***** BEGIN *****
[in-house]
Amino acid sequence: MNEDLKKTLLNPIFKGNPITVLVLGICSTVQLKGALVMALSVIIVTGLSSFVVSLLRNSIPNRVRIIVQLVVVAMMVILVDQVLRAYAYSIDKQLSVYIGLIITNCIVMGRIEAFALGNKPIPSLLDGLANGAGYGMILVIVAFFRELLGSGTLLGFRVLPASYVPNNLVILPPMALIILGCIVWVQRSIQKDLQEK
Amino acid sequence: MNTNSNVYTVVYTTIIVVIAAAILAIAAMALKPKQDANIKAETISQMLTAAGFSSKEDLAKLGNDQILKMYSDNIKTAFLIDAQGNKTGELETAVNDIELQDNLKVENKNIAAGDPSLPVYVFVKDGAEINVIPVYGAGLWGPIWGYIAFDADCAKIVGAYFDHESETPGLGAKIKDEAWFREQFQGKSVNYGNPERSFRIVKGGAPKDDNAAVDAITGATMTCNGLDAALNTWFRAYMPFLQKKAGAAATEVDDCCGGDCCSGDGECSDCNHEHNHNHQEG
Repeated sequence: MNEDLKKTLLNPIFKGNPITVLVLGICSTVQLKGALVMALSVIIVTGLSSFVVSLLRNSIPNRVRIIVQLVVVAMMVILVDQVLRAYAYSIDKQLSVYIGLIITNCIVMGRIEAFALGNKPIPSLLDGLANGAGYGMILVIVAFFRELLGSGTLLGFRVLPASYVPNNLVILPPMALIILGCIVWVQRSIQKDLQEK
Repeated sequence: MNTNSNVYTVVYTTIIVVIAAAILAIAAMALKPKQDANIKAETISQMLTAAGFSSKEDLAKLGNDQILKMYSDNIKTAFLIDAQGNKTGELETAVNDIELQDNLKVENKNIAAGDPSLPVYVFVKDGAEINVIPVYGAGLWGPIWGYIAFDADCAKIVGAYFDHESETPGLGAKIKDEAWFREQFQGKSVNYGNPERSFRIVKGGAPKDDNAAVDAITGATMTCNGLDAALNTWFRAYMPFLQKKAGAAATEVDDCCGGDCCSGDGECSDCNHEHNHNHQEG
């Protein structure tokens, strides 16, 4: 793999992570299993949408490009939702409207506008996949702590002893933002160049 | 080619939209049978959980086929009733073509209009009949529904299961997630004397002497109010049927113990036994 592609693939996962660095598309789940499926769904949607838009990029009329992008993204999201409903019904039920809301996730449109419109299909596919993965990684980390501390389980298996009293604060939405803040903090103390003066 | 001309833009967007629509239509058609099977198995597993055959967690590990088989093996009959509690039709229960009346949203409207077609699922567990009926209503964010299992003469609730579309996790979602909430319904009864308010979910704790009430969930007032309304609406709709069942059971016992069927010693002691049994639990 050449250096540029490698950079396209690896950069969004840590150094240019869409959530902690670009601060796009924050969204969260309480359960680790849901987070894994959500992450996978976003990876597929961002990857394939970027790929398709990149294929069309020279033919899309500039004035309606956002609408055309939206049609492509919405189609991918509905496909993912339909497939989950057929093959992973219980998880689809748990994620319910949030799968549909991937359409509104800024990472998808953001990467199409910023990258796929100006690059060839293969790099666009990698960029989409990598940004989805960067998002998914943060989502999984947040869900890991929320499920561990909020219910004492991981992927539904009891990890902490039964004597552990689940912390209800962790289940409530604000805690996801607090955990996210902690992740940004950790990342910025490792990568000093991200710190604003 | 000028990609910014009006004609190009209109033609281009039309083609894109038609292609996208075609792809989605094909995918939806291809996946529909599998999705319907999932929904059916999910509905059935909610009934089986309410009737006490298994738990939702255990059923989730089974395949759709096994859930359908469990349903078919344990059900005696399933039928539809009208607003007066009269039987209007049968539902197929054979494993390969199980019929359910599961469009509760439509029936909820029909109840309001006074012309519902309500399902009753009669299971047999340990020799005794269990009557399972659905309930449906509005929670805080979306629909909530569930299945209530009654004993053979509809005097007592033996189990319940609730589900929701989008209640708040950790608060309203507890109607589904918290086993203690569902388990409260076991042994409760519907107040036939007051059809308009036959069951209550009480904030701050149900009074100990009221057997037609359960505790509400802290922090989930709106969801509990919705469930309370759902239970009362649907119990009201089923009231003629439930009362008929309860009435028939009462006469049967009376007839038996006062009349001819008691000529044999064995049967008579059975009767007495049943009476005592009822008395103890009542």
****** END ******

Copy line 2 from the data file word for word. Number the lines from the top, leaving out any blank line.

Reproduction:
Amino acid sequence: MNEDLKKTLLNPIFKGNPITVLVLGICSTVQLKGALVMALSVIIVTGLSSFVVSLLRNSIPNRVRIIVQLVVVAMMVILVDQVLRAYAYSIDKQLSVYIGLIITNCIVMGRIEAFALGNKPIPSLLDGLANGAGYGMILVIVAFFRELLGSGTLLGFRVLPASYVPNNLVILPPMALIILGCIVWVQRSIQKDLQEK